I invented a new automotive fintech product to disrupt the unsavory extended car warranty market.
When: 2019 - 2020
Where: Uproar.car (now "Olive")
In March 2020, Uproar.car sold the very first digital and fully self-serve subscription car warranty. To accomplish this, I developed a new legal pathway that overcame product roadblocks that had stopped others, and I partnered closely with our marketing team to advertise and sell our automotive policies without the need of a sales team. This new product disrupted the extended warranty industry by offering convenient, fair-priced protection from unexpected car expenses. Uproar's subscribers saved $1,800 on average when compared to traditional dealership warranties. Also, customers were twice as satisfied. The industry took notice – within 12 months, three competitors began to copy my innovation using the new legal pathway that I had established.
In the spring of 2018, I joined two co-founders and was hired as the first employee at a seed-stage startup named Uproar.car. Uproar was blessed with an unusual situation: the company had investor seed funding before it had a business model. So, after months of trial and error to validate product ideas the three of us found a huge market ripe for disruption: the extended car warranty industry. An extended car warranty is, in simple terms, a legal contract where the seller promises to pay for car breakdowns (e.g. a faulty transmission). Importantly, these legal contracts are governed by individual laws set by each US state. In 2018, US consumers spent $38 billion on extended car warranties. Despite the large market size, the industry suffers from low consumer satisfaction. Extended car warranties sold by industry incumbents like car dealerships are a bad deal for consumers. Dealerships often markup their products 200% to 300% and so the typical "5-year" $3,000 extended car warranty costs less than $1,000 to sell and insure. Extended warranties solve an important pain point: many Americans struggle financially with unexpected car breakdowns. The Federal Reserve drove this point home in a 2019 report that states “39% of Americans do not have $400 in savings to pay for an emergency event.” So, at Uproar.car we sought to protect Americans from unexpected car expenses by providing a service that was fair to the consumer. I knew that we would need a highly differentiated product to realize this mission.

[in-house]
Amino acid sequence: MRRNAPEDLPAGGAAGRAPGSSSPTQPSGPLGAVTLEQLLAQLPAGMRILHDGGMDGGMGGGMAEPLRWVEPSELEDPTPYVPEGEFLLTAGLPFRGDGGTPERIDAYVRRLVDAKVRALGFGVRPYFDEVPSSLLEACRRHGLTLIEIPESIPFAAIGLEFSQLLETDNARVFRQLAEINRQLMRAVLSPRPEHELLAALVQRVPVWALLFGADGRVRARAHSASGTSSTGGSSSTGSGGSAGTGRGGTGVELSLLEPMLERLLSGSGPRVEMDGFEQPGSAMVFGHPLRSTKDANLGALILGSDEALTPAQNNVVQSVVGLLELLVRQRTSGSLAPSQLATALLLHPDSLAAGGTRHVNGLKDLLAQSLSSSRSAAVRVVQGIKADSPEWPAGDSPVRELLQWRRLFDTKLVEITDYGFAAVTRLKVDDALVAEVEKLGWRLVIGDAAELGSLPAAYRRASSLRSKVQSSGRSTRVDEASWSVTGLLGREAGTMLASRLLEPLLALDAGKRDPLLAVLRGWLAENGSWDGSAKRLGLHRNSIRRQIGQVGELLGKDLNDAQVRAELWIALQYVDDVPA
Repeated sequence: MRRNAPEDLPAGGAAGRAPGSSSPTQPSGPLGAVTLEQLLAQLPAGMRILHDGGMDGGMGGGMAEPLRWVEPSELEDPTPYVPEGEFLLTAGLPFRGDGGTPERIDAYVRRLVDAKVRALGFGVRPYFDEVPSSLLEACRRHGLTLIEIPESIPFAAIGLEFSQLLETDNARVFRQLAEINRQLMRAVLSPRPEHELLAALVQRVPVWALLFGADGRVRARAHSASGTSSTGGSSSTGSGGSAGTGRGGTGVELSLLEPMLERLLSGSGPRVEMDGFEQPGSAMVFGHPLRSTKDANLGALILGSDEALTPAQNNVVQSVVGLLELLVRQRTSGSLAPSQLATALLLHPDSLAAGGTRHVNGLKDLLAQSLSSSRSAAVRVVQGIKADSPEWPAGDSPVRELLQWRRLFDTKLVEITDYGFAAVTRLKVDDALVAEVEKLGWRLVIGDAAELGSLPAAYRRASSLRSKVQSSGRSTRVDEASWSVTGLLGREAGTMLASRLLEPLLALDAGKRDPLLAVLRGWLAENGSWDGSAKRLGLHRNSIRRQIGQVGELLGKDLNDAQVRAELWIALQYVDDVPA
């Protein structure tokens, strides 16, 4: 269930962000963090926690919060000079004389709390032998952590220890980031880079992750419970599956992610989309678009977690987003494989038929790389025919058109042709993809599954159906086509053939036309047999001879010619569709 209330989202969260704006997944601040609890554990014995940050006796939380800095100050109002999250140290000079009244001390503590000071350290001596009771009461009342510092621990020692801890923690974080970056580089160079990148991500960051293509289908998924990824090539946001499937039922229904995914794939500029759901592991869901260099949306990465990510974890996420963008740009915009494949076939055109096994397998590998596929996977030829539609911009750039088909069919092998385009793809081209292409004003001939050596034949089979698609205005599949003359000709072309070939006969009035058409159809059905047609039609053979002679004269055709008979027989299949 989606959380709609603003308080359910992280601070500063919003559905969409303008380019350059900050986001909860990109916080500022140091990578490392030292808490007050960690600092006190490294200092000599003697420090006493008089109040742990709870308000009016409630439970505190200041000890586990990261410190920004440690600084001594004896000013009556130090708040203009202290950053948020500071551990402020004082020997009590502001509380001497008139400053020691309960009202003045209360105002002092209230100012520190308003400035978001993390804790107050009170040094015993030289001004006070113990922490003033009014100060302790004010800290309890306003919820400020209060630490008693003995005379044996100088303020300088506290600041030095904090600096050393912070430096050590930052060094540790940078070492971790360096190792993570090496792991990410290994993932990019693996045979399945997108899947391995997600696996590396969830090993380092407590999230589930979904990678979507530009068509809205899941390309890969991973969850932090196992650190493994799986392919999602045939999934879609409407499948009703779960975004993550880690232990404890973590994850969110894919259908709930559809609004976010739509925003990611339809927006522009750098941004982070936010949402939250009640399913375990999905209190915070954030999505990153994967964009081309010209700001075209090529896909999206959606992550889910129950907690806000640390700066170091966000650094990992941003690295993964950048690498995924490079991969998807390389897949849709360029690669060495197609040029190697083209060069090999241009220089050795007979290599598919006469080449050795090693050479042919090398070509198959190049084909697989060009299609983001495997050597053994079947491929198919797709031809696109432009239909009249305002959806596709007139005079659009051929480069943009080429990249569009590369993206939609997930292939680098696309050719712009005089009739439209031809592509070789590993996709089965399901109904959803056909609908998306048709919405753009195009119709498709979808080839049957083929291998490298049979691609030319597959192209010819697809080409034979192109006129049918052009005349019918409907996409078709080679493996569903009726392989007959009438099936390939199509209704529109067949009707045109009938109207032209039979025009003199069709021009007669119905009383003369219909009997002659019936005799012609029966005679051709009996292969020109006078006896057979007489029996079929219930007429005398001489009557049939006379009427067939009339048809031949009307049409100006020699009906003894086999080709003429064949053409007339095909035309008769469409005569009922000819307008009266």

I strategized three key differentiators to the traditional extended warranty.
To make the product fully self-serve, I hired a product and UX team and we partnered closely with our engineers to build an e-commerce website from scratch. We used easy-to-understand language to simplify our product and made sure to point out any coverage exclusions upfront.